Appl. Phys: I love everything about her.... but her Math(s)

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In summary, my recent career path change has left me feeling like I'm a total buttermath. I'm not sure if I can continue to pursue a career in this area, or if I should move on to fields that better utilize my skills.
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RedneckPhysics
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Sadly, I've very recently come to the conclusion that the career field I've been falling for over the past four years, is, when I get down to it, a total buttermath (Or Buttermaths for our Brittish friends). I've been trying to look past it for a long time now, but I'm just not sure I can live with it anymore!

OK, bad jokes and chauvinistic references aside, I've managed to earn a Bachelor's degree in Applied Physics (in an engineering physics curriculum), and have moved on to graduate school at a fantastic STEM-centric university. I'm starting in two closely related fields to AP: medical imaging physics and electrical engineering, and am currently interested in developing the physical basis for the next generation of medical imaging systems.
So, in the end, this topic is not so much about applied physics as a field (directly), but more of a question of, whether or not R&D in AP related fields is the right career choice for me. In other words, am I pushing too hard against my weaknesses, and not utilizing enough of my strengths, to be highly successful doing R&D work in industry, following graduation.

Mathematics, unfortunately, is not my strongest subject (at least academically). Conceptual science, however, is something that I absolutely adore. In fact, I enjoy it so much, that putting up with taking the extra time to learn the mathematical tools and basis behind the science is worth it for me.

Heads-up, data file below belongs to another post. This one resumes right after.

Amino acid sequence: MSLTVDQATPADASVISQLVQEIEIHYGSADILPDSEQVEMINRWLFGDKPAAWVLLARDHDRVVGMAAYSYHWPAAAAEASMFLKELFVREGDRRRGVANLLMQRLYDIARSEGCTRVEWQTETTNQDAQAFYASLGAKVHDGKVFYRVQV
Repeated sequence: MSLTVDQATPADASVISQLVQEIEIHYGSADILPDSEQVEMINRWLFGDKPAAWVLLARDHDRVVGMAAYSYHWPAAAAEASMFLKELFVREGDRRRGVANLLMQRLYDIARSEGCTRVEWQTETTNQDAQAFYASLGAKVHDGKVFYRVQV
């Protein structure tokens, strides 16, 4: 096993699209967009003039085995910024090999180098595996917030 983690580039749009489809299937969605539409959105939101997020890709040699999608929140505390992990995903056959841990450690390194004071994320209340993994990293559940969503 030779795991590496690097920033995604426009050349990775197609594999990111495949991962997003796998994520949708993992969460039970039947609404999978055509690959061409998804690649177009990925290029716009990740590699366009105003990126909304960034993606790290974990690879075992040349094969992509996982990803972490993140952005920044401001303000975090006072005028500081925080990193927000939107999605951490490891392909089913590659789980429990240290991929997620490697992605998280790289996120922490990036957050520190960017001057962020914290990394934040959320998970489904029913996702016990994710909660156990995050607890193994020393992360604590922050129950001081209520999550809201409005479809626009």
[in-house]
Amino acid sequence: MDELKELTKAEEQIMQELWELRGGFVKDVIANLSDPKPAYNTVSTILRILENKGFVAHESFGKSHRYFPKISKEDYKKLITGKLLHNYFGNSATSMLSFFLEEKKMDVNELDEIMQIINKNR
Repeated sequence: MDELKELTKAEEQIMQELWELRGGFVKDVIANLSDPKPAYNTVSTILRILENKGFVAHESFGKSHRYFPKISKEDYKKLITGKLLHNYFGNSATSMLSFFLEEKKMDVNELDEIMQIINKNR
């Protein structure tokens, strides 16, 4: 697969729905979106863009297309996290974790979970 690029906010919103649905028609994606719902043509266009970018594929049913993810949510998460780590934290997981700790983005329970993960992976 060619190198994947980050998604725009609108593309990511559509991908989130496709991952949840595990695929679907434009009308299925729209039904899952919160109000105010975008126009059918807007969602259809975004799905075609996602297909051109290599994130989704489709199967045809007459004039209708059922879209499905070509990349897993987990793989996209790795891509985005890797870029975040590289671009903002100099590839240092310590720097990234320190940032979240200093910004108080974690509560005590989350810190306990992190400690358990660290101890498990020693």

Watching myself throughout my undergraduate career, I initially excelled in every one of my physics courses when compared to my peers. Eventually, as the mathematics involved became more complex, my performance began to diverge away from that of the rest of my class, even to the point of having to drop the "mathematical boot camp" of our physics curriculum, a turning point in our course structure. I then had no choice but to take the less glamorous path of the more "applied" vs. advanced theoretical 400 level courses. Instead of learning Lagrangians and Hamiltonians in upper level CMech, I was steered towards courses such as Industrial Systems Engineering for Physicists, and analog and digital systems.
Also, I love writing, but being concise and succinctly apropos at all times, as is often required in technical writing, is also not a strength of mine (just look at this post!). In my "capstone" course (final senior seminar/culmination course), we were required to perform 4 well-known, but still highly rigorous and full-length research projects, starting with the background research/experimental design, and ending with a full length journal article and colloquium presentation. It's certainly challenging for anyone, but I found myself at the bottom 25% of the class, not because of the quality of my work (quite the opposite really), but because of my inability to perform the work quickly enough to keep up with the pace. If it weren't for numerous extensions, I would have failed, quite badly.